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Lessons from Reformers: Nigeria Enshrines Beneficial Ownership Transparency in Federal Law

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This case study is part of OGP’s Domestic Resource Mobilization and Economic Recovery in Africa. Read the full paper and other Lessons from Reformers case studies here.

Domestic Resource Mobilization and Economic Recovery in Africa Explore eight ways open government reform can help African countries recover from the immediate crisis and restore their progress towards achieving the Sustainable Development Goals.

Hidden company and property ownership is a big contributor to the nearly US$1 trillion that leaves developing countries illicitly each year. Out of that US$1 trillion, an estimated US$15.7 billion of illicit financial flows pass through the Nigerian financial system annually. Civil society leaders know that these losses could be drastically reduced if company ownership information were made public. Journalists and civil society actors would then be able to investigate companies and land holdings and link them to politically exposed persons. If the resulting losses were retained, they could go a long way in delivering crucial public services and improving life for Nigerian citizens.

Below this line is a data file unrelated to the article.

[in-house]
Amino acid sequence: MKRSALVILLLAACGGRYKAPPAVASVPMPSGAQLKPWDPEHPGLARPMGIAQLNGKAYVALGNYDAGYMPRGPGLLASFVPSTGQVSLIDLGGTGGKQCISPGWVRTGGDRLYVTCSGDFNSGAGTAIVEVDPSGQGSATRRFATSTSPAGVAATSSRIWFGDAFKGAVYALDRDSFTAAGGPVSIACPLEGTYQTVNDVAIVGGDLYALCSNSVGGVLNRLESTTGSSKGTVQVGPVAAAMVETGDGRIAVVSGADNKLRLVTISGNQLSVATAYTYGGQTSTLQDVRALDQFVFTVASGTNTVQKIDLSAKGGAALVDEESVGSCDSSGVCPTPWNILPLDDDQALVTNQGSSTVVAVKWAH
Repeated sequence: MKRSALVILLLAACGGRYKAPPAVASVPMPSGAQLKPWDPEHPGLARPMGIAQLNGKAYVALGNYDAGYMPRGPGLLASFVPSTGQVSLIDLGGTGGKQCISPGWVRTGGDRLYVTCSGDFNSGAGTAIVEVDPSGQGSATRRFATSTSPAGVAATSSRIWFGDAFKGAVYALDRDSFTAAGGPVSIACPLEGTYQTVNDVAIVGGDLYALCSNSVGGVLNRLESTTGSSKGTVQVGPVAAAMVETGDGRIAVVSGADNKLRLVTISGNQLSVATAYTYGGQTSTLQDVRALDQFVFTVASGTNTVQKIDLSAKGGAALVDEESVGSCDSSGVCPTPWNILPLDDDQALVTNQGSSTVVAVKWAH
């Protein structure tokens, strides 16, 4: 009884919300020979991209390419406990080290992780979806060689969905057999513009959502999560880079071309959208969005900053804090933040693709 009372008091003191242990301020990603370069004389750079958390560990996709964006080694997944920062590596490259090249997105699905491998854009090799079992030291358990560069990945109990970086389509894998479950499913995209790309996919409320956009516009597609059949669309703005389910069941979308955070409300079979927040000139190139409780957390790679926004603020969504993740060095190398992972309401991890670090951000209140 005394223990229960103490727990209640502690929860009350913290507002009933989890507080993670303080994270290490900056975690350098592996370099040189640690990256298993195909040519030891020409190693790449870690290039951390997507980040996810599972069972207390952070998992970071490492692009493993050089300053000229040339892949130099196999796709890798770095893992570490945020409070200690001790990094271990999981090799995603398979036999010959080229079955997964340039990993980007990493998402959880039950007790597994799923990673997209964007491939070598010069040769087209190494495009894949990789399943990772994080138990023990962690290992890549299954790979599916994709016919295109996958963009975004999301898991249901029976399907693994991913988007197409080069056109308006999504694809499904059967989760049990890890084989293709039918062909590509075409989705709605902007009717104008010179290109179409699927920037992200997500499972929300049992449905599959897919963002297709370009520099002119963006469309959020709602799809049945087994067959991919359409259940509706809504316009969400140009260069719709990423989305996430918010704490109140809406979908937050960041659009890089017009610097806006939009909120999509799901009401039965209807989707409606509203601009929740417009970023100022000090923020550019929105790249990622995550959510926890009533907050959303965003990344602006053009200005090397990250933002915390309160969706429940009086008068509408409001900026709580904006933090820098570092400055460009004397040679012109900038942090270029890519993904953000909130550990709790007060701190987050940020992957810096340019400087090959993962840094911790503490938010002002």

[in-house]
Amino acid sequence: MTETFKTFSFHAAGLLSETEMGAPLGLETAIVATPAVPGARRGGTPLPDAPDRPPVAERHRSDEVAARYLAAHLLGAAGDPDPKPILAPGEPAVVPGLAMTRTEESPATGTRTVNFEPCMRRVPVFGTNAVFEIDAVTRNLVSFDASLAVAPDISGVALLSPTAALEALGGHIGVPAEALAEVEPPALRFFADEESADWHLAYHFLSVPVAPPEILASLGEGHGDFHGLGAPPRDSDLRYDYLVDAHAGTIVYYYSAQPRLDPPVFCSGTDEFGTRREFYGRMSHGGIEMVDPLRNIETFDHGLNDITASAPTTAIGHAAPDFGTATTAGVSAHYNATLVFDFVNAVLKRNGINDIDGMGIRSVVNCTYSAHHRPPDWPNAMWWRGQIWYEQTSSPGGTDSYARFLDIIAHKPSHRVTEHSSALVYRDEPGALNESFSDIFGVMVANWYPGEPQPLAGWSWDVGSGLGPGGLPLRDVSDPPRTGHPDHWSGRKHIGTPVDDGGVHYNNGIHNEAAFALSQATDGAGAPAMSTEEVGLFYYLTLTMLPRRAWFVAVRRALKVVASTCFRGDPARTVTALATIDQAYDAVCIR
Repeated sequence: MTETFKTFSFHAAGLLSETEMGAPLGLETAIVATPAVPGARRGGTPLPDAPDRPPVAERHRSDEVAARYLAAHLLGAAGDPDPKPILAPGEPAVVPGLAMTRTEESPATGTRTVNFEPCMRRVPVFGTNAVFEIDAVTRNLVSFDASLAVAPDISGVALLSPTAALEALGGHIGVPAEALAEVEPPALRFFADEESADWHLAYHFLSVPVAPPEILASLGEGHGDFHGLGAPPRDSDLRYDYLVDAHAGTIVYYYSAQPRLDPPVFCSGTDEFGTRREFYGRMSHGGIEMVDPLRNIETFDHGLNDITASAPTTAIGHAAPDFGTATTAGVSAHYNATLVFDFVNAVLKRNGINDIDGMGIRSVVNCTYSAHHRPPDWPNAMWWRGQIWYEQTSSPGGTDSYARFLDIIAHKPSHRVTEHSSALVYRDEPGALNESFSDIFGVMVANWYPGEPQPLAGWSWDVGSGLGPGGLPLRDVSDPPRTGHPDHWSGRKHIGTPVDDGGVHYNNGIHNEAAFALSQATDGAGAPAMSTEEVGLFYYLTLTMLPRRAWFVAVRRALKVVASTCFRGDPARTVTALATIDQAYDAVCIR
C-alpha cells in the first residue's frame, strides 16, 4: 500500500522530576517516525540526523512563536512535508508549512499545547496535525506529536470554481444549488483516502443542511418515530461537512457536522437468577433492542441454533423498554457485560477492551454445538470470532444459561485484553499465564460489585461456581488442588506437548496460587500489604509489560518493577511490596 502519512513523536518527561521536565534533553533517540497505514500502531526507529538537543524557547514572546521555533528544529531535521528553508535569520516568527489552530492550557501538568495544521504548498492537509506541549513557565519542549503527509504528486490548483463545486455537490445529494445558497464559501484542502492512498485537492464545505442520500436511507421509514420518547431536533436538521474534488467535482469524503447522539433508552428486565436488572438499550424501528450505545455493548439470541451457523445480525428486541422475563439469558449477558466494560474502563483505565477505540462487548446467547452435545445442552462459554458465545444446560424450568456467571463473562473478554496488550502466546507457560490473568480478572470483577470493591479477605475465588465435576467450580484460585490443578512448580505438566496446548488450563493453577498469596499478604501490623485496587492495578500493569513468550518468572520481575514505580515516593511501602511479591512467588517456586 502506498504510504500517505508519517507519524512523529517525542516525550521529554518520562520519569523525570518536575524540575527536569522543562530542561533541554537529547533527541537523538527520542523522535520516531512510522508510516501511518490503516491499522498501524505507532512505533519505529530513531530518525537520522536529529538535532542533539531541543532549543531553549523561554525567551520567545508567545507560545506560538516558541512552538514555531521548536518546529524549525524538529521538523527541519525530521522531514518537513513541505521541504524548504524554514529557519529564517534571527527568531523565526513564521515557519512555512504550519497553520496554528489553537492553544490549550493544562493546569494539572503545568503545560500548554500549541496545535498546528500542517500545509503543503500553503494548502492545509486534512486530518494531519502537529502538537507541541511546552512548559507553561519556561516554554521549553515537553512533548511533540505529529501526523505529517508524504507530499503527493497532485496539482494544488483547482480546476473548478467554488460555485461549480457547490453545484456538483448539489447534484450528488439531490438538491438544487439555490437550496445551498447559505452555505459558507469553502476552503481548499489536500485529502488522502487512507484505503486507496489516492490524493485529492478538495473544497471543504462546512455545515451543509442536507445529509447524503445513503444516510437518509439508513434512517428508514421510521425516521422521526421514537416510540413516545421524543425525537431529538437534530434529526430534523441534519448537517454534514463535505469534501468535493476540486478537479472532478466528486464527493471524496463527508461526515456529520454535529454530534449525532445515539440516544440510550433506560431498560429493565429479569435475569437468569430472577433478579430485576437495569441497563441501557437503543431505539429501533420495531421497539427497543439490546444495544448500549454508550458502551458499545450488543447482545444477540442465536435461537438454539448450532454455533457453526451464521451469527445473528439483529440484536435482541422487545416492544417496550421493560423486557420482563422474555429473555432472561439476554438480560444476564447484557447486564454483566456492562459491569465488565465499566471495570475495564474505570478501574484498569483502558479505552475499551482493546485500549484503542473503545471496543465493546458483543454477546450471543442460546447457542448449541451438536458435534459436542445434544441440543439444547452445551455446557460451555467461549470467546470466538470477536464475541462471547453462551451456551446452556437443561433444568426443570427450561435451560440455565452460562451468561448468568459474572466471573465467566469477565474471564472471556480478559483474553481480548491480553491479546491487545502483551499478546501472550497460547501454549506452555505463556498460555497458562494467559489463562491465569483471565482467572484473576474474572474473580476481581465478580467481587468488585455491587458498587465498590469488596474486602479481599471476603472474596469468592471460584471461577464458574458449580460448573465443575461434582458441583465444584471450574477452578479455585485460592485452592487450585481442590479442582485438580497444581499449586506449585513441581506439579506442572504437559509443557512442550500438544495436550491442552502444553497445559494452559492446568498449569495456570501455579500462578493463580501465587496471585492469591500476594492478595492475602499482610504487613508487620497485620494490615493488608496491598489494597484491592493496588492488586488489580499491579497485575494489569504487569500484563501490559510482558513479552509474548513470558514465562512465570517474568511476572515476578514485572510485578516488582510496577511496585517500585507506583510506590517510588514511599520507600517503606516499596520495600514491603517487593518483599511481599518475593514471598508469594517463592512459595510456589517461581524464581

Nigeria has had legal provisions in place that partly address beneficial ownership transparency since 2004. However, the company register remained inaccessible to the public, and many of the names cited are not real owners. There is no mechanism to verify owners and no sanctions for falsifying information. The important information about the beneficial owner remains secret, unverified, or missing.

Nigeria announced efforts to change this at the UK-hosted Anti-Corruption Summit in 2016, where the country committed to joining OGP and to setting up a national public registry of the beneficial owners of companies. Nigeria also included these actions as a commitment in its 2017 OGP action plan.

Establishing the registry required legislative changes that, after stalling in 2019, passed in Parliament, thanks to the hard work of a coalition of advocacy organizations. The changes were signed into law in August 2020 as part of the Companies and Allied Matters Act. Now, reformers in government, civil society, and the private sector must turn their attention to the next challenge: implementation.

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